Filed under: customer-centered-design, usability basics, usability testing
I ran across a podcast between Jared Spool and Leah Buley about “getting to good design faster“. The main point is that too many groups take a single design into testing and work on fine-tuning that design, instead of testing several radically different designs. I couldn’t agree more, but wonder why this is even an issue.
Isn’t it common sense to take full advantage of your time in front of customers by trying radically different things? Doesn’t everybody know that putting all your bets on a single design before getting any customer input at all is setting you up for possibly putting lipstick on a pig? This, after all, is the heart of true customer-centered-design: don’t rely on your intuition to settle on a design, but rather use the power of customer input to help find the best direction.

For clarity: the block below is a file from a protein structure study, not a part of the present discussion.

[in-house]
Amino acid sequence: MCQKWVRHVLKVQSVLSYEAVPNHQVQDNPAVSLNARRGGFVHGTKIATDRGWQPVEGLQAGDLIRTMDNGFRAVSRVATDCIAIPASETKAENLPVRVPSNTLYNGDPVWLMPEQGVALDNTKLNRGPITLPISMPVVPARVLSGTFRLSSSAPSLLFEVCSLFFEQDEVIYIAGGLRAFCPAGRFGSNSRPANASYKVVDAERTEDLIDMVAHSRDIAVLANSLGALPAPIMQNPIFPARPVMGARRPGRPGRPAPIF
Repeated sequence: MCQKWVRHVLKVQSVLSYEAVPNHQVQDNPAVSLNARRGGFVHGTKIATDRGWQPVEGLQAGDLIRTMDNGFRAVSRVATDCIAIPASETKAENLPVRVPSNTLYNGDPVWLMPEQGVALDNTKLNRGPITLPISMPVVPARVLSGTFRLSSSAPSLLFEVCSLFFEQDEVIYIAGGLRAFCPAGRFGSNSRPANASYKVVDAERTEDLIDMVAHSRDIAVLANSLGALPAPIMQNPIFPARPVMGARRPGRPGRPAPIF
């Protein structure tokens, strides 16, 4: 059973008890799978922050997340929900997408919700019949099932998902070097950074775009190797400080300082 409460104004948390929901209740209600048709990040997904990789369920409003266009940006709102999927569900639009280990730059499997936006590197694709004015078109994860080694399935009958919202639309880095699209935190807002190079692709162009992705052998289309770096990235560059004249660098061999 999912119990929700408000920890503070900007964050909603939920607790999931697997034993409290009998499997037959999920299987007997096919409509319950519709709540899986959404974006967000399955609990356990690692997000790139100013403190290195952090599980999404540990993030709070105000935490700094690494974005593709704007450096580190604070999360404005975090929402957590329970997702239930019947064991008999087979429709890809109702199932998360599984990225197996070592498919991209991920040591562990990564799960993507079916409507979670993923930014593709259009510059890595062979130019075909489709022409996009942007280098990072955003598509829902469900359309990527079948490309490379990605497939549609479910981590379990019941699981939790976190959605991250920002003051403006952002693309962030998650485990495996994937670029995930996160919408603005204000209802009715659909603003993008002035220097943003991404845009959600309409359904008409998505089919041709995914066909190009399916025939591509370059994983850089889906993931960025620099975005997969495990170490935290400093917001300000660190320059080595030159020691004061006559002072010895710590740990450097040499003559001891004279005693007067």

I’m perplexed at why, according to the podcast, so few companies seem to do that. Maybe they only have time/money for a single round of customer testing and would rather fine-tune a single design than test several higher-level design concepts. Or maybe they’re so confident in their initial design that they don’t feel the need to test anything else. I dont’ know, but I do know that it’s a huge missed opportunity to learn what you don’t know, gain new insight, and broaden your horizons. I for one will continue to push for always thinking outside of the box and testing new ideas along with your best guess. You never know when your customers will surprise you.
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